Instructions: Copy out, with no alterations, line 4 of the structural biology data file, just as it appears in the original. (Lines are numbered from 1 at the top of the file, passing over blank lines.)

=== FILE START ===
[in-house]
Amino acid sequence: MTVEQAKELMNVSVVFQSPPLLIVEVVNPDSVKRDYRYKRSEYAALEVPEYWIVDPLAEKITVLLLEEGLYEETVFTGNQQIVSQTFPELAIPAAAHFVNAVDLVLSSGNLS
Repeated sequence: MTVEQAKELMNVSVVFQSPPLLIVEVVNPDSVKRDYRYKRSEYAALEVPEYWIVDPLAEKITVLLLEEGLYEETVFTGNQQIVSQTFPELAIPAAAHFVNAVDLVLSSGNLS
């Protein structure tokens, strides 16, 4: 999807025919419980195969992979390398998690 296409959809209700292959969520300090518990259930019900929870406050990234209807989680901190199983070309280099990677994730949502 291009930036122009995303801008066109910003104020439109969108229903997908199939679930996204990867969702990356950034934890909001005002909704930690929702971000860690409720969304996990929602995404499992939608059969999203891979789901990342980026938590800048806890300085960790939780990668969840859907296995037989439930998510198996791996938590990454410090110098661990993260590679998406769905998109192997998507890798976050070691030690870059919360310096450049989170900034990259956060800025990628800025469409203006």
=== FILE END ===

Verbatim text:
């Protein structure tokens, strides 16, 4: 999807025919419980195969992979390398998690 296409959809209700292959969520300090518990259930019900929870406050990234209807989680901190199983070309280099990677994730949502 291009930036122009995303801008066109910003104020439109969108229903997908199939679930996204990867969702990356950034934890909001005002909704930690929702971000860690409720969304996990929602995404499992939608059969999203891979789901990342980026938590800048806890300085960790939780990668969840859907296995037989439930998510198996791996938590990454410090110098661990993260590679998406769905998109192997998507890798976050070691030690870059919360310096450049989170900034990259956060800025990628800025469409203006």